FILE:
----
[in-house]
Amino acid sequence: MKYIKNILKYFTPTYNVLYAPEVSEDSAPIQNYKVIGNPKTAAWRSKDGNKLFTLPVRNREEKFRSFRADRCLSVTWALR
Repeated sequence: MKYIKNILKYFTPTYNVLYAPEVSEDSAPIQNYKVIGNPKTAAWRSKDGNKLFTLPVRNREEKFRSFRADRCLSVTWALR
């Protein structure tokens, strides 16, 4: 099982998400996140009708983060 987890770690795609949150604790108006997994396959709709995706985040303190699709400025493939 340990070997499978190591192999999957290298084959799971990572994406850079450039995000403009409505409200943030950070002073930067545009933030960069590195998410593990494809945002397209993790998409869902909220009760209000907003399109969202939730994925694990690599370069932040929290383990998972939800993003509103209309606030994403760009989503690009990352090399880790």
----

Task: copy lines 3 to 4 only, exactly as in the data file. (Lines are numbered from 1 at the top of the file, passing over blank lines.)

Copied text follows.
Repeated sequence: MKYIKNILKYFTPTYNVLYAPEVSEDSAPIQNYKVIGNPKTAAWRSKDGNKLFTLPVRNREEKFRSFRADRCLSVTWALR
């Protein structure tokens, strides 16, 4: 099982998400996140009708983060 987890770690795609949150604790108006997994396959709709995706985040303190699709400025493939 340990070997499978190591192999999957290298084959799971990572994406850079450039995000403009409505409200943030950070002073930067545009933030960069590195998410593990494809945002397209993790998409869902909220009760209000907003399109969202939730994925694990690599370069932040929290383990998972939800993003509103209309606030994403760009989503690009990352090399880790």